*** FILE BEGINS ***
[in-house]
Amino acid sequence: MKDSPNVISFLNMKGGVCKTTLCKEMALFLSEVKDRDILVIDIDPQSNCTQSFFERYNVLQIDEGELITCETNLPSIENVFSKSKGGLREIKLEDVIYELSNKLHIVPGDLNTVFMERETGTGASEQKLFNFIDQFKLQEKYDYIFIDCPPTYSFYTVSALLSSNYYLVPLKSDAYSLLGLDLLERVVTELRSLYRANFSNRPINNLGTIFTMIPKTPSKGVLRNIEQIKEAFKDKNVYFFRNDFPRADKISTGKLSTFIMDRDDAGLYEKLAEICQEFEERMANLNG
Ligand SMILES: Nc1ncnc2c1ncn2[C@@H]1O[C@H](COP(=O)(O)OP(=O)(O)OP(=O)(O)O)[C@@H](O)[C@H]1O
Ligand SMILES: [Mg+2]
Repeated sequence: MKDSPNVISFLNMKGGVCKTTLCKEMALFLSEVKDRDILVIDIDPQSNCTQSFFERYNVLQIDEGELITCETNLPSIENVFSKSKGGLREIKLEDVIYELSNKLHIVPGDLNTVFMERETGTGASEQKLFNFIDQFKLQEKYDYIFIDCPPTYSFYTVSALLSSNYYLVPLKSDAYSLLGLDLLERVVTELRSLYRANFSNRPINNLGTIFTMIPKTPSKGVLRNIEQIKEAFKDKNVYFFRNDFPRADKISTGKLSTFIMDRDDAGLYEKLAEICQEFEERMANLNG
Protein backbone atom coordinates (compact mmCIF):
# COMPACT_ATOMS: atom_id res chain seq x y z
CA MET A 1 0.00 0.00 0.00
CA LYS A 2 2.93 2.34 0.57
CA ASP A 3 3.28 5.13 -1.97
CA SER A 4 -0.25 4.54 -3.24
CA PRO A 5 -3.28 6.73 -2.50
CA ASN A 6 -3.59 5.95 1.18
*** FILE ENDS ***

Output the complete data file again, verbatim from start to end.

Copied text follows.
[in-house]
Amino acid sequence: MKDSPNVISFLNMKGGVCKTTLCKEMALFLSEVKDRDILVIDIDPQSNCTQSFFERYNVLQIDEGELITCETNLPSIENVFSKSKGGLREIKLEDVIYELSNKLHIVPGDLNTVFMERETGTGASEQKLFNFIDQFKLQEKYDYIFIDCPPTYSFYTVSALLSSNYYLVPLKSDAYSLLGLDLLERVVTELRSLYRANFSNRPINNLGTIFTMIPKTPSKGVLRNIEQIKEAFKDKNVYFFRNDFPRADKISTGKLSTFIMDRDDAGLYEKLAEICQEFEERMANLNG
Ligand SMILES: Nc1ncnc2c1ncn2[C@@H]1O[C@H](COP(=O)(O)OP(=O)(O)OP(=O)(O)O)[C@@H](O)[C@H]1O
Ligand SMILES: [Mg+2]
Repeated sequence: MKDSPNVISFLNMKGGVCKTTLCKEMALFLSEVKDRDILVIDIDPQSNCTQSFFERYNVLQIDEGELITCETNLPSIENVFSKSKGGLREIKLEDVIYELSNKLHIVPGDLNTVFMERETGTGASEQKLFNFIDQFKLQEKYDYIFIDCPPTYSFYTVSALLSSNYYLVPLKSDAYSLLGLDLLERVVTELRSLYRANFSNRPINNLGTIFTMIPKTPSKGVLRNIEQIKEAFKDKNVYFFRNDFPRADKISTGKLSTFIMDRDDAGLYEKLAEICQEFEERMANLNG
Protein backbone atom coordinates (compact mmCIF):
# COMPACT_ATOMS: atom_id res chain seq x y z
CA MET A 1 0.00 0.00 0.00
CA LYS A 2 2.93 2.34 0.57
CA ASP A 3 3.28 5.13 -1.97
CA SER A 4 -0.25 4.54 -3.24
CA PRO A 5 -3.28 6.73 -2.50
CA ASN A 6 -3.59 5.95 1.18